This week my daughters practiced being excommunicated. Their activity leader thought a great way to study Martin Luther would be to play “Pin the Theses on the Church Door.” It’s like Pin the Tail on the Donkey, except at the end, an instructor dressed as the Pope kicks each child out of the Church.
Needless to say, we aren’t planning to re-enroll next year.
What’s a Family Like Yours Doing in a School Like This?
How’d it come to this? This summer we had the chance to enroll my sixth grader in a rigorous English course, and the program offered fun educational activities for the younger siblings. It was all being hosted at a nearby evangelical congregation that I was long familiar with, and with which I’d never had a bad experience.
The class is great, and overall I’m happy with the program. But no surprise, non-Catholics don’t hold a Catholic worldview.
Most Homeschoolers Are Not Lone Wolves
People imagine homeschoolers as pasty recluses huddled around the kitchen table, like hermits of old, only not so sociable. People imagine homeschooling mothers as gurus-of-all-trades, patiently bobbling the preschooler on the knee while the older children circle around for lessons in physics and calculus and sentence diagramming.
Nope. Just like everyone else, we seek out companionship and assistance. We don’t do it all. We network and we outsource — because it’s better that way, and because sometimes it’s the only way to get our children the education they need.
Provide a Catholic Option
What that means is that if there’s no Catholic option for the class or support group your local homeschooling family needs, they’ll end up with a non-Catholic group. And that eventually leads to weird moments like Excommunication Day. The families in your community deserve better than that.
Start Planning Now for Next Year
If your community doesn’t have Catholic homeschooling classes and support, now’s the time to get organized. Look for another family, or two or three or four, and start chatting. What classes do parents want for their children? What class would you like to teach your kids next year, that you’d be willing to offer to other students as well?
Our parish started a co-op this summer. It started with plans for just one small class every other week. Next thing we knew, we had a full slate of teachers and courses, and more in the pipeline for next year.
More and More Catholic Choices
There are many options and resources for Catholic homeschooling groups. Here are a few to give you ideas for getting started:
Co-schooling. Check out Erin Arlinghaus’s blog for details about how she and another family homeschool together.
Parent-Run, All-Volunteer Co-ops. That’s what our parish is doing. Each parent teaches or volunteers at no charge, and we each contribute as-able to supply costs.
Formal Off-the-Shelf Co-op Programs. Take a look at Catholic Schoolhouse for an out-of-the-box cooperative program with strong administrative support. If you’ve never taught groups before, they have a thorough rundown of the kinds of problems you can expect, and how to avoid them. Catholic Schoolhouse materials can also be purchased a la carte – our group is using just their art class; the teacher’s manual provides everything we need for a lay enthusiast to lead the class.
Classically Catholic Memory for elementary, and Catholic Icing’s Catholic ABC’s for pre-school, provide similar co-op curricula options for those who don’t need a headquarters office to provide teacher training. Catholic ABC’s lays out every detail of a weekly preschool program that the instructor can lift right off the page and use as a lesson plan.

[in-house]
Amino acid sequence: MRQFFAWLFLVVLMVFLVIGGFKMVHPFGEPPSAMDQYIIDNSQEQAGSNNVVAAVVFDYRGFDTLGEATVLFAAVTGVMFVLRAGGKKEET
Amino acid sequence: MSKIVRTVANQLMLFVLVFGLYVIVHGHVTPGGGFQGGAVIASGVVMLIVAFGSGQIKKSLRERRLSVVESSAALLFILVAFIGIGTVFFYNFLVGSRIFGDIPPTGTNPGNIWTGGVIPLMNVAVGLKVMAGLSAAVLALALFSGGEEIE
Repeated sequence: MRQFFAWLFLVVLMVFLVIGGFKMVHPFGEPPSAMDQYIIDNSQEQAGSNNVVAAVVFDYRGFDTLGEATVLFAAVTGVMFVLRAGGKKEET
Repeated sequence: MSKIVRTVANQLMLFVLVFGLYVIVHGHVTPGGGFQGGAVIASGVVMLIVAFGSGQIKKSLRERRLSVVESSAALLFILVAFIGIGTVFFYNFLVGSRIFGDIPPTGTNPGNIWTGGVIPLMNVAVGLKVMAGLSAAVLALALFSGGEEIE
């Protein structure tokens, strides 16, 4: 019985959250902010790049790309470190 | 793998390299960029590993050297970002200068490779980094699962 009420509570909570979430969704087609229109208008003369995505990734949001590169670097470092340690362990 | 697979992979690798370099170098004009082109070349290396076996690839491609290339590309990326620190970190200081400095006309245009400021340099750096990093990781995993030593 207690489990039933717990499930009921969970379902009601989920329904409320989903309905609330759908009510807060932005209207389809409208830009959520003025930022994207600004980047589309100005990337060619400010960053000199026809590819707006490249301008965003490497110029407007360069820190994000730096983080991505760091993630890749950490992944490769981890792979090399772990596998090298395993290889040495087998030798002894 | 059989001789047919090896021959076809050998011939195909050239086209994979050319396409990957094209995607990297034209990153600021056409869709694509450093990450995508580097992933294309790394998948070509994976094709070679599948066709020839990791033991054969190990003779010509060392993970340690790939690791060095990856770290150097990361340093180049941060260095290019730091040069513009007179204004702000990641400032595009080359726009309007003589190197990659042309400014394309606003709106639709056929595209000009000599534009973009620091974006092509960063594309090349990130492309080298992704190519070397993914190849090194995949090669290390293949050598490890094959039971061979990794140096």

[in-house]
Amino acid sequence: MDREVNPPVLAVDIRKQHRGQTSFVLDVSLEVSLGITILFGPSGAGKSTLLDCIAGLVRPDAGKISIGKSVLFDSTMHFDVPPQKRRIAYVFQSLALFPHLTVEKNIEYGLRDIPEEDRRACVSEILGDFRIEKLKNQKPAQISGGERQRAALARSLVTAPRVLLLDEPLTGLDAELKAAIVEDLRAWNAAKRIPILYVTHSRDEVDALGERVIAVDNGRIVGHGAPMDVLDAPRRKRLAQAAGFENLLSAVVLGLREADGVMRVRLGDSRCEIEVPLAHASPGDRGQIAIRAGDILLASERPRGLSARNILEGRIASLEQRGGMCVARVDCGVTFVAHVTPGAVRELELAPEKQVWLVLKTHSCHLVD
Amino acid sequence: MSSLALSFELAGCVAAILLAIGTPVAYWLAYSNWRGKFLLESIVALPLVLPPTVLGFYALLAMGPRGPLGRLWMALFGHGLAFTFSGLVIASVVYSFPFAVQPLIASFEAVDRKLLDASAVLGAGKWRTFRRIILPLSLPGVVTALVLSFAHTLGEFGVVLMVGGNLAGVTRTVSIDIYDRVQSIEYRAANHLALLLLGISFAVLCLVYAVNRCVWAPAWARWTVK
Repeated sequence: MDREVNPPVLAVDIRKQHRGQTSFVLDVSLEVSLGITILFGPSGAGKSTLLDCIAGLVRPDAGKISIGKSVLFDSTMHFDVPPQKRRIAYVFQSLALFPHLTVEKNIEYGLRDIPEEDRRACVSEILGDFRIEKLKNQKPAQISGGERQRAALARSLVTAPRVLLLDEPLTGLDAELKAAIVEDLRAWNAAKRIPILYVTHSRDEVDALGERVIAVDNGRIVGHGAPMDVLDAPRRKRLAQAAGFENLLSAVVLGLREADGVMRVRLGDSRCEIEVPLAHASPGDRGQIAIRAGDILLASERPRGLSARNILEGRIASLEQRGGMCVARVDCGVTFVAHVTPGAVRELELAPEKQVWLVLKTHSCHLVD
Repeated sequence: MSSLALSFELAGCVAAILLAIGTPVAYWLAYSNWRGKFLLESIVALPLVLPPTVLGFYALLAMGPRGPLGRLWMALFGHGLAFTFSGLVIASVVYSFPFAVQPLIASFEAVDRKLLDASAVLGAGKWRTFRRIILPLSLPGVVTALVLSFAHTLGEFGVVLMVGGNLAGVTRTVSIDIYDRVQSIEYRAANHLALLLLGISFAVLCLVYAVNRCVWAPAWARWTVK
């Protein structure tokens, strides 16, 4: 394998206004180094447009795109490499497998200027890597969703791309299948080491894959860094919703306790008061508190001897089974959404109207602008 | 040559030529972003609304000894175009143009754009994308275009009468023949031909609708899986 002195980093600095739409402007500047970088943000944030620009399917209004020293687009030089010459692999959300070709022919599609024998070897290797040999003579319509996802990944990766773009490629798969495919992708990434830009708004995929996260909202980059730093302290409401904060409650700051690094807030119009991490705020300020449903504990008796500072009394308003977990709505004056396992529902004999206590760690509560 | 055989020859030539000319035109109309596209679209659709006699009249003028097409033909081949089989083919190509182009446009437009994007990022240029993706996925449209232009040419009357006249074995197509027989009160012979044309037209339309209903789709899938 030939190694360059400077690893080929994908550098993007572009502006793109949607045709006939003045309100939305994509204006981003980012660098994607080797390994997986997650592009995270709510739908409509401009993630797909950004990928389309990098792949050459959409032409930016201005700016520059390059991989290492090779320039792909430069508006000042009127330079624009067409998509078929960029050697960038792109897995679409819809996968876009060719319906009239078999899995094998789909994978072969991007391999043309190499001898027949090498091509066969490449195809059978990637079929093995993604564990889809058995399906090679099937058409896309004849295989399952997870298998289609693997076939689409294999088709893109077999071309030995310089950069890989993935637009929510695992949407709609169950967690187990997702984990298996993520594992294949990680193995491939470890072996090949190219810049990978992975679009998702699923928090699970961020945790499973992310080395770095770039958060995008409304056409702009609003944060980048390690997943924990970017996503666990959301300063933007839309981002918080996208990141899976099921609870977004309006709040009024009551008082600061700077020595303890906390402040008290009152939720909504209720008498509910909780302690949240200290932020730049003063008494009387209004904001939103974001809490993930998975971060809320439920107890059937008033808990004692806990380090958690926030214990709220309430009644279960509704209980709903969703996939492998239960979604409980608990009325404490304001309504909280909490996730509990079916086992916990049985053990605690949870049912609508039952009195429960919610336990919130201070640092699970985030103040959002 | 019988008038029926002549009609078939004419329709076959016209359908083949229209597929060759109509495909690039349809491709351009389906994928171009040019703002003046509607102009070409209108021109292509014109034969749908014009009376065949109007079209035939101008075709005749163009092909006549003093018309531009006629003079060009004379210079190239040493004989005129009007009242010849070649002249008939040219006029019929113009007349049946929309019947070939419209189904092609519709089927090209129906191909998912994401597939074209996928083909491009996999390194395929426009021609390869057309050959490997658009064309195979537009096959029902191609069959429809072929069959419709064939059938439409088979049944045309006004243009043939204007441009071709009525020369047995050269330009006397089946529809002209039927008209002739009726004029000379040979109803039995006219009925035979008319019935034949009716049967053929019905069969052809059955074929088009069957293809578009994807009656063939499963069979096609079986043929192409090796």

RCA continues to grow with satellites in Fayetteville, GA, Houston, TX, Hartford, CT, Dallas, TX, and Austin, TX. If you are interested in bringing Regina Caeli Academy to your city please contact Kari Beckman email@example.com for information on starting a satellite campus.
To get more ideas about what Catholic hybrid schools can do, visit the websites of St. John Bosco Academy and Sacred Heart Classical Center. You can create a hybrid school using classes you write yourself, picking and choosing from your favorite textbooks, or following your favorite all-in-one Catholic curriculum.
Courses for the Whole Parish. Homeschoolers aren’t the only ones who need tutoring and extra-curricular activities. Visit the Academy of Culture and Arts at St. Sebastian’s for ideas on what your parish might be able to offer.
Classes at Your Local Catholic School. Not every Catholic school can offer classes to homeschoolers, but some do. Allowing homeschoolers to enroll by-the-course is one way to fund full-time instructors for specialty subjects. It also lets prospective students begin part-time before enrolling full-time in future years.
Catholic or Bust?
Are parents guilty of poor team spirit if they enroll in a secular or non-Catholic program? I say no. It’s the responsibility of the Catholic community — those of us blessed with the ability to teach — to offer affordable, quality education that actually meets the needs of the families in our parishes.
No one school, center, or co-op is going to be perfect for every family. Our Catholic communities need to offer a variety of options, from the full-service, extended-care parochial school to the unschooling playgroup that meets for park day twice a month.
“Community” Means You
There is no “they” who are going to magically swoop in and fill the educational gaps in your town. Catholic education happens when, and only when, individuals decide they’re going to take action and start teaching.
What are the needs in your community? What classes or programs are parents asking for? What have they quit asking for, and sought out someplace else? What role can you play in the next twelve months, to help bring Catholic choices to the children in your parish?
I’d be interested to hear about what’s working in your area. Share links if you’ve got them!